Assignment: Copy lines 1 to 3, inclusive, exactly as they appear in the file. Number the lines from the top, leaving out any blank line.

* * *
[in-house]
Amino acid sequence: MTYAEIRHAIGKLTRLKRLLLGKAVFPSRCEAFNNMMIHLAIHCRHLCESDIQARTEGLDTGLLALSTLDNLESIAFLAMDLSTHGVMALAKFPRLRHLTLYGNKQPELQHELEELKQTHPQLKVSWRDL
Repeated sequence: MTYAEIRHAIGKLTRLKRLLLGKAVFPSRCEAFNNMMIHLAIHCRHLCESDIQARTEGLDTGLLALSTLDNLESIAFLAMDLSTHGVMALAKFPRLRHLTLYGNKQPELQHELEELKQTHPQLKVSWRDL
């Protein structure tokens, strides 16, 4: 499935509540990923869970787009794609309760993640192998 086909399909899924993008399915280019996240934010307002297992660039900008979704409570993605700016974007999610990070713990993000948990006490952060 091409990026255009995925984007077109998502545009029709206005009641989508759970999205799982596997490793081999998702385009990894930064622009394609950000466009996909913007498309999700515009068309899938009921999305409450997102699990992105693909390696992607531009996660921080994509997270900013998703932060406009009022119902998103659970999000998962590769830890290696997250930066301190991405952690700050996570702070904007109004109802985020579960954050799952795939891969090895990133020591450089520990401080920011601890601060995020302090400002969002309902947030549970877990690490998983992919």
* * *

[in-house]
Amino acid sequence: MTYAEIRHAIGKLTRLKRLLLGKAVFPSRCEAFNNMMIHLAIHCRHLCESDIQARTEGLDTGLLALSTLDNLESIAFLAMDLSTHGVMALAKFPRLRHLTLYGNKQPELQHELEELKQTHPQLKVSWRDL
Repeated sequence: MTYAEIRHAIGKLTRLKRLLLGKAVFPSRCEAFNNMMIHLAIHCRHLCESDIQARTEGLDTGLLALSTLDNLESIAFLAMDLSTHGVMALAKFPRLRHLTLYGNKQPELQHELEELKQTHPQLKVSWRDL